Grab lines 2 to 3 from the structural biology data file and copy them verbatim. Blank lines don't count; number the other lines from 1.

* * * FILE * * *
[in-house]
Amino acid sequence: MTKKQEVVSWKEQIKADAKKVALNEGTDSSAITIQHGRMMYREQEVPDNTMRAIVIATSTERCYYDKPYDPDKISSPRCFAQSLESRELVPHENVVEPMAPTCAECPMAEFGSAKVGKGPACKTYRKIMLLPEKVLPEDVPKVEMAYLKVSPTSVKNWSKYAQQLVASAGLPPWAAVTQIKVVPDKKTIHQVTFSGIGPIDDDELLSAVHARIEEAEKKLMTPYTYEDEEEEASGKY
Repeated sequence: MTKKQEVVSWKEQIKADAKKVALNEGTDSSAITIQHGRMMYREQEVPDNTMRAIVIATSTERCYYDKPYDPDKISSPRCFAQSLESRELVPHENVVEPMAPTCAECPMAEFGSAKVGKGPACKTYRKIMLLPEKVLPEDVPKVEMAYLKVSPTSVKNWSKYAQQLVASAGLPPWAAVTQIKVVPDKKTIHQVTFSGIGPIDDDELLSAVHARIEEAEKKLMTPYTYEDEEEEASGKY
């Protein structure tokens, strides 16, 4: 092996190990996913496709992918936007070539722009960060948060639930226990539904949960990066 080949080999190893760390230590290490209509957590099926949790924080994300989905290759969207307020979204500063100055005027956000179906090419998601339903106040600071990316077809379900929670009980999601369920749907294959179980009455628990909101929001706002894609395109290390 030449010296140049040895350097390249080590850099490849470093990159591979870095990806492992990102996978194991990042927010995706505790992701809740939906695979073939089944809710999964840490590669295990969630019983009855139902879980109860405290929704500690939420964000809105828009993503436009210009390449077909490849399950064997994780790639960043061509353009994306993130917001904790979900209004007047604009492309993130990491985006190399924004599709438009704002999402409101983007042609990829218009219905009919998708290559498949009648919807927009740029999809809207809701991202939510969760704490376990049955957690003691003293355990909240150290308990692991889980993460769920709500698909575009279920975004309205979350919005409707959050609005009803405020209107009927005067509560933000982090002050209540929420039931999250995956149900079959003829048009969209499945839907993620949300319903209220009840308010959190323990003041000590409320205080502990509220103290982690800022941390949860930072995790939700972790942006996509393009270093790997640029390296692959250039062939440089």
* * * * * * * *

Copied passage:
Amino acid sequence: MTKKQEVVSWKEQIKADAKKVALNEGTDSSAITIQHGRMMYREQEVPDNTMRAIVIATSTERCYYDKPYDPDKISSPRCFAQSLESRELVPHENVVEPMAPTCAECPMAEFGSAKVGKGPACKTYRKIMLLPEKVLPEDVPKVEMAYLKVSPTSVKNWSKYAQQLVASAGLPPWAAVTQIKVVPDKKTIHQVTFSGIGPIDDDELLSAVHARIEEAEKKLMTPYTYEDEEEEASGKY
Repeated sequence: MTKKQEVVSWKEQIKADAKKVALNEGTDSSAITIQHGRMMYREQEVPDNTMRAIVIATSTERCYYDKPYDPDKISSPRCFAQSLESRELVPHENVVEPMAPTCAECPMAEFGSAKVGKGPACKTYRKIMLLPEKVLPEDVPKVEMAYLKVSPTSVKNWSKYAQQLVASAGLPPWAAVTQIKVVPDKKTIHQVTFSGIGPIDDDELLSAVHARIEEAEKKLMTPYTYEDEEEEASGKY